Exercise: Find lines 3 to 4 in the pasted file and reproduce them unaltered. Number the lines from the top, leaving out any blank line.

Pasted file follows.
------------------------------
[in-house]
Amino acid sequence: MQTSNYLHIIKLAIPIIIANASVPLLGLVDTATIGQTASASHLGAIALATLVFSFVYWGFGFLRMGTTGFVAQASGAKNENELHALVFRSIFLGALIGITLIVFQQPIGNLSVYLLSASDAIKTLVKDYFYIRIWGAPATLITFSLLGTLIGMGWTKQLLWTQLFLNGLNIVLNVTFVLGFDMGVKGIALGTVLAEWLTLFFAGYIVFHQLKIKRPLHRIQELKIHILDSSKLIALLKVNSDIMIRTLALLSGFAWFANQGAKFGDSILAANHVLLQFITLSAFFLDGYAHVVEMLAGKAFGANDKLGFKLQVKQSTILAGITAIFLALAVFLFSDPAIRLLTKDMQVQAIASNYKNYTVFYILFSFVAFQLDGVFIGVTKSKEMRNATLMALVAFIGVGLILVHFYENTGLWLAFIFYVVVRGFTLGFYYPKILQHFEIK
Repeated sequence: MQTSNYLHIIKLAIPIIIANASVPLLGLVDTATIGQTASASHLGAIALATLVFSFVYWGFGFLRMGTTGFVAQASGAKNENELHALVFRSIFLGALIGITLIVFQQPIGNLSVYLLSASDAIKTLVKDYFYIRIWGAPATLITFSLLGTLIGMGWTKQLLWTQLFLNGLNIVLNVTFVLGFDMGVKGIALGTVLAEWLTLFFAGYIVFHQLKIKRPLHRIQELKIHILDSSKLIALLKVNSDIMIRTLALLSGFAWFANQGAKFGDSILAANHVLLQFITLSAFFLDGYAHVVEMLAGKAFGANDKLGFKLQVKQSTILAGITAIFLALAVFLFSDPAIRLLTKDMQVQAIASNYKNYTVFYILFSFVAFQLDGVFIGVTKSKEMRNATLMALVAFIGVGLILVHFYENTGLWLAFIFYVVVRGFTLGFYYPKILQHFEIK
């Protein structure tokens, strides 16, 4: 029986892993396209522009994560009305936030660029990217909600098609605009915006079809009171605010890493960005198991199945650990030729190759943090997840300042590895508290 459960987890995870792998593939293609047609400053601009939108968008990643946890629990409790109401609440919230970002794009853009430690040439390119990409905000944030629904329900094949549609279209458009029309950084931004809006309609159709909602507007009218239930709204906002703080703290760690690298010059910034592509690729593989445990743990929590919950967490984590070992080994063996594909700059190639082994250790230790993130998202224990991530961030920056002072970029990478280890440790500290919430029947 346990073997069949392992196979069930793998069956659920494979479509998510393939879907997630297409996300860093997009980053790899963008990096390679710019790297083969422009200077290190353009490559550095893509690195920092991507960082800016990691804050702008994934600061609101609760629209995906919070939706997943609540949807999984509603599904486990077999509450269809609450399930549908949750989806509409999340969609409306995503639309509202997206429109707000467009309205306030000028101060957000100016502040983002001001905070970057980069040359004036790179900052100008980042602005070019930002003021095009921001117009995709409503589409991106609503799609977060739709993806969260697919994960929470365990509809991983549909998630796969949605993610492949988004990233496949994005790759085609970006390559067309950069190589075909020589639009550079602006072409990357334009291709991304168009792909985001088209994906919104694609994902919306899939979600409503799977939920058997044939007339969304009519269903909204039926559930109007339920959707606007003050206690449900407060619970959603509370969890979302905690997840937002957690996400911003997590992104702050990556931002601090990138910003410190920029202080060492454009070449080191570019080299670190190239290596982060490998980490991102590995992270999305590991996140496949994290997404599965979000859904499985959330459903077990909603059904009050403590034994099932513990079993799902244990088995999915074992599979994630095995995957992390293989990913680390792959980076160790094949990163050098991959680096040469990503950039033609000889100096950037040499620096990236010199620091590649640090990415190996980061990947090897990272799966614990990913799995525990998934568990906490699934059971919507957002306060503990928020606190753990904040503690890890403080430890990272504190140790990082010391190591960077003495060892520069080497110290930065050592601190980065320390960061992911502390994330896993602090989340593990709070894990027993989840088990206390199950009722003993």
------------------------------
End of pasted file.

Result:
Repeated sequence: MQTSNYLHIIKLAIPIIIANASVPLLGLVDTATIGQTASASHLGAIALATLVFSFVYWGFGFLRMGTTGFVAQASGAKNENELHALVFRSIFLGALIGITLIVFQQPIGNLSVYLLSASDAIKTLVKDYFYIRIWGAPATLITFSLLGTLIGMGWTKQLLWTQLFLNGLNIVLNVTFVLGFDMGVKGIALGTVLAEWLTLFFAGYIVFHQLKIKRPLHRIQELKIHILDSSKLIALLKVNSDIMIRTLALLSGFAWFANQGAKFGDSILAANHVLLQFITLSAFFLDGYAHVVEMLAGKAFGANDKLGFKLQVKQSTILAGITAIFLALAVFLFSDPAIRLLTKDMQVQAIASNYKNYTVFYILFSFVAFQLDGVFIGVTKSKEMRNATLMALVAFIGVGLILVHFYENTGLWLAFIFYVVVRGFTLGFYYPKILQHFEIK
């Protein structure tokens, strides 16, 4: 029986892993396209522009994560009305936030660029990217909600098609605009915006079809009171605010890493960005198991199945650990030729190759943090997840300042590895508290 459960987890995870792998593939293609047609400053601009939108968008990643946890629990409790109401609440919230970002794009853009430690040439390119990409905000944030629904329900094949549609279209458009029309950084931004809006309609159709909602507007009218239930709204906002703080703290760690690298010059910034592509690729593989445990743990929590919950967490984590070992080994063996594909700059190639082994250790230790993130998202224990991530961030920056002072970029990478280890440790500290919430029947 346990073997069949392992196979069930793998069956659920494979479509998510393939879907997630297409996300860093997009980053790899963008990096390679710019790297083969422009200077290190353009490559550095893509690195920092991507960082800016990691804050702008994934600061609101609760629209995906919070939706997943609540949807999984509603599904486990077999509450269809609450399930549908949750989806509409999340969609409306995503639309509202997206429109707000467009309205306030000028101060957000100016502040983002001001905070970057980069040359004036790179900052100008980042602005070019930002003021095009921001117009995709409503589409991106609503799609977060739709993806969260697919994960929470365990509809991983549909998630796969949605993610492949988004990233496949994005790759085609970006390559067309950069190589075909020589639009550079602006072409990357334009291709991304168009792909985001088209994906919104694609994902919306899939979600409503799977939920058997044939007339969304009519269903909204039926559930109007339920959707606007003050206690449900407060619970959603509370969890979302905690997840937002957690996400911003997590992104702050990556931002601090990138910003410190920029202080060492454009070449080191570019080299670190190239290596982060490998980490991102590995992270999305590991996140496949994290997404599965979000859904499985959330459903077990909603059904009050403590034994099932513990079993799902244990088995999915074992599979994630095995995957992390293989990913680390792959980076160790094949990163050098991959680096040469990503950039033609000889100096950037040499620096990236010199620091590649640090990415190996980061990947090897990272799966614990990913799995525990998934568990906490699934059971919507957002306060503990928020606190753990904040503690890890403080430890990272504190140790990082010391190591960077003495060892520069080497110290930065050592601190980065320390960061992911502390994330896993602090989340593990709070894990027993989840088990206390199950009722003993």